Negotiating A Good Contract
By: Julie Kreutzer, Esq.
I have advised businesses and done contract drafting and review for 30 years; having a good contract avoids trouble and maintains a good working relationship with your clients. A good contract specifies what each party to the contract will do for one another so that you start off with a clear understanding that sets you up for a successional venture, avoids conflict and protects you if the deal doesn’t work out. Here are some pointers for drafting or reviewing a contract:
- Specify in the contract that this is the only contract and any other agreements need to be in writing. This puts both parties on warning that any changes need to be handled in writing and allows you to avoid the danger that someone will claim there are oral contracts besides your written contract.
- Specify in the email sending the contract for signature that you not only want the signed contract scanned and sent back to you but that you want a hard copy sent to you with original signatures for your file. Although getting a notary public for signatures is a nuisance, it also protects you in the event that the other party develops a convenient memory about signing the contract. If you’re signing in person, make a note in the file that there was an in person meeting to review and sign. If you’re doing it by mail, do a cover letter that specifies you need the original signed document sent back to you.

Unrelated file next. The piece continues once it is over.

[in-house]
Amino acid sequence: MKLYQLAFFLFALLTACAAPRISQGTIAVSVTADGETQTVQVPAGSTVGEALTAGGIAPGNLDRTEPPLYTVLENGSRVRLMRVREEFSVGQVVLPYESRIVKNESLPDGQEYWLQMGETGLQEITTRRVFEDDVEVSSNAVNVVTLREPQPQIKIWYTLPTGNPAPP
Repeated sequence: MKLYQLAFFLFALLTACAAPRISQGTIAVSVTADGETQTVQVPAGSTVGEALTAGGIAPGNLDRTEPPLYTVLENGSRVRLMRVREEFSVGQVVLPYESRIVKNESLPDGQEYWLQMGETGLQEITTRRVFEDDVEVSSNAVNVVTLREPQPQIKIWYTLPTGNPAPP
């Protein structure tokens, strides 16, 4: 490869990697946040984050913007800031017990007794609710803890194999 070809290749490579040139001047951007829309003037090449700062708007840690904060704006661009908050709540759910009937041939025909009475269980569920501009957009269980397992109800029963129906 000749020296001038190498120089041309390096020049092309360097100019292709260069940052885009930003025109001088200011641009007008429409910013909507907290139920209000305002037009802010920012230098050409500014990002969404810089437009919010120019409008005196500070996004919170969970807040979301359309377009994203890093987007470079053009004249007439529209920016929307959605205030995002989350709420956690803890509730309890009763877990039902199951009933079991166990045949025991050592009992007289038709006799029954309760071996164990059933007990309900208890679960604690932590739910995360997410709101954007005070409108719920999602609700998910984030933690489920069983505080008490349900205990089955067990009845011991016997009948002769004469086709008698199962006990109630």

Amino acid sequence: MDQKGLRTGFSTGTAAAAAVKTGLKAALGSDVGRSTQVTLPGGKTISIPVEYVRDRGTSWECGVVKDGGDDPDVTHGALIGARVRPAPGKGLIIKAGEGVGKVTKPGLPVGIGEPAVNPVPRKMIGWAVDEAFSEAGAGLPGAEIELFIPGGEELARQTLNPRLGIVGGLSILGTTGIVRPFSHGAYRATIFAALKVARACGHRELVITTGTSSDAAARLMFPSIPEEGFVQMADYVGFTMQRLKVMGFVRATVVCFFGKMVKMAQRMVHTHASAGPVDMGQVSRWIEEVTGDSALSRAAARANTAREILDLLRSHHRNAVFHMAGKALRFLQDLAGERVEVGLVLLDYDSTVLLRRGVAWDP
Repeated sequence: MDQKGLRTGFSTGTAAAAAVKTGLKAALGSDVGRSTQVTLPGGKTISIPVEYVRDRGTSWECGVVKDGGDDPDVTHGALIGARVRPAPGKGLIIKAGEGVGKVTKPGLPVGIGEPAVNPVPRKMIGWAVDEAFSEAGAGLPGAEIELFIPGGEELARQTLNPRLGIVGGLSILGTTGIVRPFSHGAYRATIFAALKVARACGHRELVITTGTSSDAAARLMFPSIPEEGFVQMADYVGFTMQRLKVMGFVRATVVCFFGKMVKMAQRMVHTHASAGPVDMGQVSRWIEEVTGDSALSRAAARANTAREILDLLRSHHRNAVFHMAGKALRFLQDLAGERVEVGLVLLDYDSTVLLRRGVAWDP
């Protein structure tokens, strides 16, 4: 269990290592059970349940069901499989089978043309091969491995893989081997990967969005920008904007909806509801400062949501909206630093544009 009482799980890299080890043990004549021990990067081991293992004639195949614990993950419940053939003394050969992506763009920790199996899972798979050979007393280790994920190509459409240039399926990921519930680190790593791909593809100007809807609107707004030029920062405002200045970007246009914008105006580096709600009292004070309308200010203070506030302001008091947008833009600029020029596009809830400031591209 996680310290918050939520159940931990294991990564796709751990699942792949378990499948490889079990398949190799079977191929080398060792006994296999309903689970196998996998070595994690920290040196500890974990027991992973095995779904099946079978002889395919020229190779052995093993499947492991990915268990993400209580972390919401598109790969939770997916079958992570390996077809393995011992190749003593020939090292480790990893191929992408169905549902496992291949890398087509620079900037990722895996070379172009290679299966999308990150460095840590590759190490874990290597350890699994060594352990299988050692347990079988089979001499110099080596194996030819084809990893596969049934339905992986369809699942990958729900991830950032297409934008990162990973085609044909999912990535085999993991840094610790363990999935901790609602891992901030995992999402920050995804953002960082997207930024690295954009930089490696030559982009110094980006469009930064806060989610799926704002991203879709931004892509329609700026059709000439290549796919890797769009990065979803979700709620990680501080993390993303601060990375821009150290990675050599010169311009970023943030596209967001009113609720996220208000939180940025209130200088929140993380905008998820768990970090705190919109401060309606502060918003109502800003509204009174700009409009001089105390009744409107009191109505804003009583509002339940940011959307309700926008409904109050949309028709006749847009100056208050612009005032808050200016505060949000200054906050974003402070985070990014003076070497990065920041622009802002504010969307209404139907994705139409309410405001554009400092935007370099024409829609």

- Be highly specific in your contract as to precisely what you and the other party are agreeing to do. If some of the terms aren’t figured out yet, either delay signing until they are or state which items are agreed to now and specify that future terms will also be done in writing for other issues that might come up in the future.
- After the contract is signed, be aware of changes in the deal that require changes to your contract. Changes are fine as long as they are put in writing and agreed to with both parties signing. Agreeing over the phone may be quick, but it often results in miscommunication and sometimes, lawsuits.
- If you have a corporation, be sure to use the full corporation name in correspondence, including emails, and in the top part of your contract as well as the signature, which needs to show your title so that it’s clear you are signing for your corporation. It’s fine to mention the name your business is known by in parenthesis. Your standard email should be set up so that it has an electronic signature with your name, title and your corporation underneath that goes out with every email. Although failure to do this doesn’t guarantee a loss in court, it is one of the factors that can be used against you.
- Whether you’re drafting or reviewing a contract, have an attorney take a look at it to make sure it works for you. The two issues are: 1) what’s missing; 2) language that might be difficult to follow or have a different legal meaning that is dangerous to your interests.